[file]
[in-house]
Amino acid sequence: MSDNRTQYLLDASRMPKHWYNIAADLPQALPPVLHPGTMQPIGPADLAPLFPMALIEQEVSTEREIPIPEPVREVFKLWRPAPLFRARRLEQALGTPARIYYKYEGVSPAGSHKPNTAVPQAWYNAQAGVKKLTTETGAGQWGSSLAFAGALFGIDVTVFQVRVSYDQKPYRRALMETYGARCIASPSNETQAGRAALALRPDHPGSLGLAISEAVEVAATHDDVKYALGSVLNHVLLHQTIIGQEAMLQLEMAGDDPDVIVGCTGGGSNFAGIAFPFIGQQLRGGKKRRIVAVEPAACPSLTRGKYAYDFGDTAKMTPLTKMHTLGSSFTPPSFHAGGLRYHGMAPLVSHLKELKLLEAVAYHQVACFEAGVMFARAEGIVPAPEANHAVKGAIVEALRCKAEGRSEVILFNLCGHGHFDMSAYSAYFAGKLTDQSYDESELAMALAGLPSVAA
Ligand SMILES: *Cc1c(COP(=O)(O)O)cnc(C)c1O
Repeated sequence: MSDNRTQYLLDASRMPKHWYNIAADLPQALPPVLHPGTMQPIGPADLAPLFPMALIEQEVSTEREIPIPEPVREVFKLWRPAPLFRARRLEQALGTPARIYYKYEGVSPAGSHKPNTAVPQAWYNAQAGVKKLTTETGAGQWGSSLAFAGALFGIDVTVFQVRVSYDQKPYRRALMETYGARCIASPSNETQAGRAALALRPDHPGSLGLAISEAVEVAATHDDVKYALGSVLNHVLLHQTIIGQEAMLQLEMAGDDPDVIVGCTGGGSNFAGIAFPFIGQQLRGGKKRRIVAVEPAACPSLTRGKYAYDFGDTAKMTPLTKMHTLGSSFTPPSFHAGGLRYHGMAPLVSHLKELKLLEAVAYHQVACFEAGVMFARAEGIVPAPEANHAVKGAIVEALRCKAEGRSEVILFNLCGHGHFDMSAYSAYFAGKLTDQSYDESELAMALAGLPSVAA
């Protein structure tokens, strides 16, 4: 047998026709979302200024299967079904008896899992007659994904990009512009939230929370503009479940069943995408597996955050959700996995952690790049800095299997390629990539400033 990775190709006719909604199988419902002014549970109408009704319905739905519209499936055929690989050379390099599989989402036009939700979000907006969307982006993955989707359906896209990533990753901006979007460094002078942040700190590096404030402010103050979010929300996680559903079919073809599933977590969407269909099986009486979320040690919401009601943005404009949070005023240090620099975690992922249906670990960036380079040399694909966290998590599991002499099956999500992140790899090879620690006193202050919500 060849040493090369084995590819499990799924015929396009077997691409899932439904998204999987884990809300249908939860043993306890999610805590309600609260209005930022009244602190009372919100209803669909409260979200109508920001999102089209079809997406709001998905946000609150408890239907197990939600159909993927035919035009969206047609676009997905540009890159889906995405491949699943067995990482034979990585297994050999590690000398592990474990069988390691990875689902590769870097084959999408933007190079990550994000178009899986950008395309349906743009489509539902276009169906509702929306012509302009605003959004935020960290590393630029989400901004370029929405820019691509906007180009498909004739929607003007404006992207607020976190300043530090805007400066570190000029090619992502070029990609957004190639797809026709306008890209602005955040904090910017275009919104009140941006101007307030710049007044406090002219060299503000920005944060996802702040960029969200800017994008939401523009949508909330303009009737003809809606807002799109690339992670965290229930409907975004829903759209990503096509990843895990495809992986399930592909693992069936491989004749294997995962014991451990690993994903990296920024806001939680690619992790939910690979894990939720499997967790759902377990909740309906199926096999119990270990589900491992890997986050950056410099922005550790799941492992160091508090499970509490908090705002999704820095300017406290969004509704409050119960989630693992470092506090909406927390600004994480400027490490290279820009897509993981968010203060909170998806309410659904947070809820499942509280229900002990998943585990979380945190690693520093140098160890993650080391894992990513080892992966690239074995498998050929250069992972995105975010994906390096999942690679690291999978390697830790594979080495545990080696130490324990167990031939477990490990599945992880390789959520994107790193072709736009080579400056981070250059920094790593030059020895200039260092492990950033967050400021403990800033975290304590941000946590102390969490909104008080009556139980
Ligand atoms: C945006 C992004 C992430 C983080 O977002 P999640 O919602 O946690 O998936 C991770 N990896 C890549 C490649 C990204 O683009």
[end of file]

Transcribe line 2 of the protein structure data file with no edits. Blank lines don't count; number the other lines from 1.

Amino acid sequence: MSDNRTQYLLDASRMPKHWYNIAADLPQALPPVLHPGTMQPIGPADLAPLFPMALIEQEVSTEREIPIPEPVREVFKLWRPAPLFRARRLEQALGTPARIYYKYEGVSPAGSHKPNTAVPQAWYNAQAGVKKLTTETGAGQWGSSLAFAGALFGIDVTVFQVRVSYDQKPYRRALMETYGARCIASPSNETQAGRAALALRPDHPGSLGLAISEAVEVAATHDDVKYALGSVLNHVLLHQTIIGQEAMLQLEMAGDDPDVIVGCTGGGSNFAGIAFPFIGQQLRGGKKRRIVAVEPAACPSLTRGKYAYDFGDTAKMTPLTKMHTLGSSFTPPSFHAGGLRYHGMAPLVSHLKELKLLEAVAYHQVACFEAGVMFARAEGIVPAPEANHAVKGAIVEALRCKAEGRSEVILFNLCGHGHFDMSAYSAYFAGKLTDQSYDESELAMALAGLPSVAA